#ENVR2018: A Recap

It’s been a bit now, but last month from October 11 – 13, I traveled to Asheville, NC with the Hanks Lab and several other PSU statistics students to attend the 2018 ENVR Statistics for the Environment: Research, Practice and Policy Workshop. This densely packed workshop (really it was both workshop and conference…workonference? confshop?) offered a day of workshops, two days of 30 minute invited talks, and a poster session. I like that the American Statistical Association (ASA) Section on Environmental Statistics (ENVR) is a relatively small group of researchers, which allows for students to quickly meet people (future colleagues!) in this field and learn about what sort of research is happening right now.

What is ENVR?

Unless you are a statistician who does environmental/ecological related research you probably haven’t heard of this workshop. I’ve been doing this sort of work for 4 years now and it’s the first time I had really heard about it too! (Two years ago I was still taking classes and working on research so I probably didn’t have time to attend.) The Statistics for the Environment: Research, Practice and Policy is a biennial workshop of the section on Statistics and the Environment (ENVR) of the American Statistical Association. The overarching goal of the workshop is to bring together environmental statisticians working in academia, government research labs, and industry to present and discuss research ideas and methods to address important environmental and ecological problems. Funding for students, postdocs, and junior researchers within 2 years of terminal degree (travel costs + stipend) was available and easy to apply for thanks to ENVR, NSF, the North Carolina chapter of ASA, and Dr. Andrew Finley.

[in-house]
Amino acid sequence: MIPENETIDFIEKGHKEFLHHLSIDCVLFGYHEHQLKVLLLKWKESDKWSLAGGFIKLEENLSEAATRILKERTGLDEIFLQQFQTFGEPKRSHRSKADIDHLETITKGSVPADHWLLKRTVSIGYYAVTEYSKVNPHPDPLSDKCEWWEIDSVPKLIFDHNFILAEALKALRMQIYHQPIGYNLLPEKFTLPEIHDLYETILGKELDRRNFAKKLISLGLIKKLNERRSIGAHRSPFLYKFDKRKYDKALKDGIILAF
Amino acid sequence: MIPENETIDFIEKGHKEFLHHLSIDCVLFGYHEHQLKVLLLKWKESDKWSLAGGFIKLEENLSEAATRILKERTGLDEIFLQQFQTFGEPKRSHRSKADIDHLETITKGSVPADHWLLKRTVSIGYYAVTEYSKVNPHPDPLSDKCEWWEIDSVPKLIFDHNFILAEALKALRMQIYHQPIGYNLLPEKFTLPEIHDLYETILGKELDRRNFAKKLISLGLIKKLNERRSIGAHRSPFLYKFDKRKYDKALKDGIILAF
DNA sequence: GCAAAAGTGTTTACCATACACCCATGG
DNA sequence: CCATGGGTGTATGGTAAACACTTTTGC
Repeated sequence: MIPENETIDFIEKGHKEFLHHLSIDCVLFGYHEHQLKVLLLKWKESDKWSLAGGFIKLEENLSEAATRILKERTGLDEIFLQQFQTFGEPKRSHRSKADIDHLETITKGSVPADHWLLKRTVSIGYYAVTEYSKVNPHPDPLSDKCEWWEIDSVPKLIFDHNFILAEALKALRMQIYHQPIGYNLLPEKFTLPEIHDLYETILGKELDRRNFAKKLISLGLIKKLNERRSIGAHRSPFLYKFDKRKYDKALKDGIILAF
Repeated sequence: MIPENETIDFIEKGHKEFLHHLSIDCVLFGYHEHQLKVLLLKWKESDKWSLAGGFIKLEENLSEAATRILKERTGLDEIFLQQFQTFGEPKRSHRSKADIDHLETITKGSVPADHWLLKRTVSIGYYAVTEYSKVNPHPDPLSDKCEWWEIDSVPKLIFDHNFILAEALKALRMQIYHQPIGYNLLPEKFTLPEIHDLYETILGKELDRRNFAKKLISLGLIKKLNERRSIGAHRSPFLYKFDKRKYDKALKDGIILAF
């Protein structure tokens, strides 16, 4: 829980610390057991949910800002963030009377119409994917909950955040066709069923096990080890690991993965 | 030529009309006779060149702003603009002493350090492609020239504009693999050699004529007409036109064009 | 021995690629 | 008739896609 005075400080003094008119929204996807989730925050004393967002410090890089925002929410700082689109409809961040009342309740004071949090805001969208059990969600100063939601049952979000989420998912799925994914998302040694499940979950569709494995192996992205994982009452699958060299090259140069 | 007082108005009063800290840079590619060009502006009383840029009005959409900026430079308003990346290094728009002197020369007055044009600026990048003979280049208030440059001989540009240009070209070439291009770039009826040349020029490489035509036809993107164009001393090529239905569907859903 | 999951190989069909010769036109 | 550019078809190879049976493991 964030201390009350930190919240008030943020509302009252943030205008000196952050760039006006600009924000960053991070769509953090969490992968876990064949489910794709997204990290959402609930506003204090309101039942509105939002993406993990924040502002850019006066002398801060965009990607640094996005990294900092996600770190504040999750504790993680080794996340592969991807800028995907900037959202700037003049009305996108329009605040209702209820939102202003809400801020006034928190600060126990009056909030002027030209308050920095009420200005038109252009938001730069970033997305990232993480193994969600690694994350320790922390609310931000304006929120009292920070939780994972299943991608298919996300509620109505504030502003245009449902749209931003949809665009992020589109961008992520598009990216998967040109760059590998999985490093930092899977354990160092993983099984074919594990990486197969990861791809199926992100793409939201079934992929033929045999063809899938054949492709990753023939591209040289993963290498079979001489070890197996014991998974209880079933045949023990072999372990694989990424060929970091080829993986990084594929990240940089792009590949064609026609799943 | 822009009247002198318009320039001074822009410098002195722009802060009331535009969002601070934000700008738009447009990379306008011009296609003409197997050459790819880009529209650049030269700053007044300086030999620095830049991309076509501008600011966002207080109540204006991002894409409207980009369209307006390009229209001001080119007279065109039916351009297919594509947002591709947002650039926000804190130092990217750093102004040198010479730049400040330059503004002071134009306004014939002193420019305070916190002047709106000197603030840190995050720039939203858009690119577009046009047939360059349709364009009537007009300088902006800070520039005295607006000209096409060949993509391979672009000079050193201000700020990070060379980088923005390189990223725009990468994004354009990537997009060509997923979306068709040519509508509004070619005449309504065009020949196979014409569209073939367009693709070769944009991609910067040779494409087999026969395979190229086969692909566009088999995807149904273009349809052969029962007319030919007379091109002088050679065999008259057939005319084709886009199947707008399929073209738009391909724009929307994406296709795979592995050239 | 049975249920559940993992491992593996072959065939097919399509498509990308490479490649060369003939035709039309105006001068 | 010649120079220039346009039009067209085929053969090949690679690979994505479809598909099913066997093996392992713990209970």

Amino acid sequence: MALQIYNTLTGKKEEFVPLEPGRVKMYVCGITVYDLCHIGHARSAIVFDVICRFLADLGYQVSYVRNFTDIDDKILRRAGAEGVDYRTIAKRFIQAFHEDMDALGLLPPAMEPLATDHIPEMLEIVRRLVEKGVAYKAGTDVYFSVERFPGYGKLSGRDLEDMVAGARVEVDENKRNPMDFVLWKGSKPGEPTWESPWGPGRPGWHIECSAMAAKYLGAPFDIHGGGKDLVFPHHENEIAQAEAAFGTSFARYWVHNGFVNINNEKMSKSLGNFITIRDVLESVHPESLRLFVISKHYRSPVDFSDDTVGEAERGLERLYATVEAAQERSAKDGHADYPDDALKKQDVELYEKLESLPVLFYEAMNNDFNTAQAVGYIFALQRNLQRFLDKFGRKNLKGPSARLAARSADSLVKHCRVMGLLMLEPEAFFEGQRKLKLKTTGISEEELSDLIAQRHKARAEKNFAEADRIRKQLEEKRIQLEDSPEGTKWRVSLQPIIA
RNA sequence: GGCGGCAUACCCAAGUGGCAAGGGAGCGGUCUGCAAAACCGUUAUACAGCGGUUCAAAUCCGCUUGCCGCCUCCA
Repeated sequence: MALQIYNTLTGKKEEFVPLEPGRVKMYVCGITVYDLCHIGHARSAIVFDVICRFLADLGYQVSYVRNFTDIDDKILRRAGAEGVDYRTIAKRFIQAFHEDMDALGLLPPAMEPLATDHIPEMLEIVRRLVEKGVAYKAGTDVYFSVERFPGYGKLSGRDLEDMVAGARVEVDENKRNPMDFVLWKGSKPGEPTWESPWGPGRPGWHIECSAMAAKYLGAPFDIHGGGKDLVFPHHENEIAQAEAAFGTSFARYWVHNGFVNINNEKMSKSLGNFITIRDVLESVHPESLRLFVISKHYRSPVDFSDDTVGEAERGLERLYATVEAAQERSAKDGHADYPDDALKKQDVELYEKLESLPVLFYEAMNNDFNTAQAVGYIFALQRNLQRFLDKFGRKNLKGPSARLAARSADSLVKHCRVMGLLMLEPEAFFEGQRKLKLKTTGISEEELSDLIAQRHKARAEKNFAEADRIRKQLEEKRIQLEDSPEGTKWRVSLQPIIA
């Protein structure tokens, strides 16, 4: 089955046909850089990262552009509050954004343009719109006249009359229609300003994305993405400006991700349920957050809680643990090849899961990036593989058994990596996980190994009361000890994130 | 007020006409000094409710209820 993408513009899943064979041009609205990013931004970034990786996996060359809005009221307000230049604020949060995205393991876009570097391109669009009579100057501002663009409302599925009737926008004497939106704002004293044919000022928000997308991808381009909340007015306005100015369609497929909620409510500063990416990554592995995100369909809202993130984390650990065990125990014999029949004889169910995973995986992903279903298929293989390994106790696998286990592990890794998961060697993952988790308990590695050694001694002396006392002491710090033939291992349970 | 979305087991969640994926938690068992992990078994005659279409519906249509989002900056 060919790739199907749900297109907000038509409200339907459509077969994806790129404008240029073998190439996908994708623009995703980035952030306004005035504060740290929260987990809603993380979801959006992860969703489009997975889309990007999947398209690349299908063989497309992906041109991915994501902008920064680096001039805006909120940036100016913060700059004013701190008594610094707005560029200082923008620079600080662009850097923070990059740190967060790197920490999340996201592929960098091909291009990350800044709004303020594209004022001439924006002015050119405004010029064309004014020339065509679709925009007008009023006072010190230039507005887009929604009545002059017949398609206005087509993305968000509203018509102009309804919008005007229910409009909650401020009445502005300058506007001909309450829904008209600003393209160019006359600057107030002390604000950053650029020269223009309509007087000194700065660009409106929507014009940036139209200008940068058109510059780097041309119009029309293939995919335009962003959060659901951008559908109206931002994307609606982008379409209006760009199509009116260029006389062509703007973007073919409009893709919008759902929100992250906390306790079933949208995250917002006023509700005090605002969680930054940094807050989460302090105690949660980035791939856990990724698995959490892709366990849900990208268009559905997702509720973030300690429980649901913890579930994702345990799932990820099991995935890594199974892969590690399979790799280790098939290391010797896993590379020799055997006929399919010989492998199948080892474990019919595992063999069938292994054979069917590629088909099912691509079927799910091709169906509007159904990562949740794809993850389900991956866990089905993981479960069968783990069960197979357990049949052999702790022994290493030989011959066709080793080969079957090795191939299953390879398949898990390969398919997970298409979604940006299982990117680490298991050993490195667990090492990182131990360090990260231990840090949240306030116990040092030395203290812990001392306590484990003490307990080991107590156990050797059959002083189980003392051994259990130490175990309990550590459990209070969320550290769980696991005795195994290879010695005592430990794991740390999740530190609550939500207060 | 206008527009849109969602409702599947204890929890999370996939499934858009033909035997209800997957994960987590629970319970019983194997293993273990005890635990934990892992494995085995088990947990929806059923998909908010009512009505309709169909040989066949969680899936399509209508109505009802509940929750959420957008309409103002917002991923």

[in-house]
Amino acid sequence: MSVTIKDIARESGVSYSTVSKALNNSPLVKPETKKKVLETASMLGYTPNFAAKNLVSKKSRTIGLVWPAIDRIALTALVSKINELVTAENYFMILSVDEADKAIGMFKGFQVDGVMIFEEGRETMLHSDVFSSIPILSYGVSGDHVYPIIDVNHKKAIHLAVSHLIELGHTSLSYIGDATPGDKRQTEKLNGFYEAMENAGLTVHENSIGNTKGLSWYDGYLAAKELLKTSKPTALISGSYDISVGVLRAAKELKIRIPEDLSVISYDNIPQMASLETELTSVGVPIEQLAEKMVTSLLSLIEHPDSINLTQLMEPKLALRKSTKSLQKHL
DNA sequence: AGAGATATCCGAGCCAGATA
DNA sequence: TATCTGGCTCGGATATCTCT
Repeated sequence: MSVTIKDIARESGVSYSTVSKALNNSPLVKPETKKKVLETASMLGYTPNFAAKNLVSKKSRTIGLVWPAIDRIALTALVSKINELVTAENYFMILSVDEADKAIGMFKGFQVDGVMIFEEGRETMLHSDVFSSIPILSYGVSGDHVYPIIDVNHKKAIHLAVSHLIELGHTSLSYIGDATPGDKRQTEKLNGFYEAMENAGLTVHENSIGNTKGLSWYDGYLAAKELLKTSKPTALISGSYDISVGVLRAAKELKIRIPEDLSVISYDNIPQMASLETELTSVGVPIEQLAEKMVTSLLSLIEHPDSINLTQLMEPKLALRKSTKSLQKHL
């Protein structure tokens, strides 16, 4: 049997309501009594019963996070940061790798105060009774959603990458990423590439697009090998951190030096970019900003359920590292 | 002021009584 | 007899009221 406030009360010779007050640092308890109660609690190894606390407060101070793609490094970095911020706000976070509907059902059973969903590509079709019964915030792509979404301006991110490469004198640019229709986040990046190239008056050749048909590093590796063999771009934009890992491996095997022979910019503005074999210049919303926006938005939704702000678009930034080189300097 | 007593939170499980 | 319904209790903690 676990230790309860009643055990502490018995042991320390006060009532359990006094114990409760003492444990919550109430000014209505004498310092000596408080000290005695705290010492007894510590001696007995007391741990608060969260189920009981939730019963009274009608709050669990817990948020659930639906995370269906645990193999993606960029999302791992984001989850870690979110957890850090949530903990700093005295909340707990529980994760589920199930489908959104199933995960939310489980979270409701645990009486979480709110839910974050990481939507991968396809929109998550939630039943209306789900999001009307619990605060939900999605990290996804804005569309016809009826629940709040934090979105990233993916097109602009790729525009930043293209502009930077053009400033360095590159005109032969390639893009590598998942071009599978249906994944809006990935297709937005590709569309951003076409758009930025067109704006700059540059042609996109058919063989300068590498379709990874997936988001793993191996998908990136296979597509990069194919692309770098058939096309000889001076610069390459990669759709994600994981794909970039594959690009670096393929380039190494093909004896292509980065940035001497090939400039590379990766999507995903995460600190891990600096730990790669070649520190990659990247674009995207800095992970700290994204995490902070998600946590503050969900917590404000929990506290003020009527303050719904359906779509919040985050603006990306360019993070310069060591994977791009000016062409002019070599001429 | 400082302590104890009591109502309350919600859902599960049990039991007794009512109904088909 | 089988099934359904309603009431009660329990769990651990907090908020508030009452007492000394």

Typically social media is a great way to extend the conversations of conferences and workshops online. Often organizations publicize a preferred hashtags (e.g. #ESA2018, #JSM2018, #ISEC2018) to encourage posting. This workshop may be a little too small to have gotten on board with with a social media push, but I still posted a few times with #ENVR2018 just in case anyone else did too.

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Part 1: How do I get in? Applying to STEM graduate programs

Author’s Note:  I’ve been working on some version of this post for over three years.  During that time, so many folks have provided feedback.  Thanks to Katie Smith, Joanna Solins, Priya Shukla, Jordan Hollersmith, Aviva Rossi, and (as always) Meridith Bartley.  Any omissions of important information are mine, but many of the most valuable bits of knowledge come from these individuals.  

Starting the graduate school application journey can be an intimidating prospect.  Emailing potential mentors, figuring out funding, writing a CV, and the other steps that go into the process are time consuming and challenging, even when you know exactly what to expect.  I’ve seen a lot of discussions on Twitter recently about the hidden curriculum of academia (my husband recommended this book when we were discussing the concept of hidden curriculum). Here is my crack at making this process a little more transparent.  I imagine lots of these thoughts apply broadly, but this post is geared toward applying for graduate school in STEM.  I hope the following guide can ease your passage down the path toward a completed graduate school application.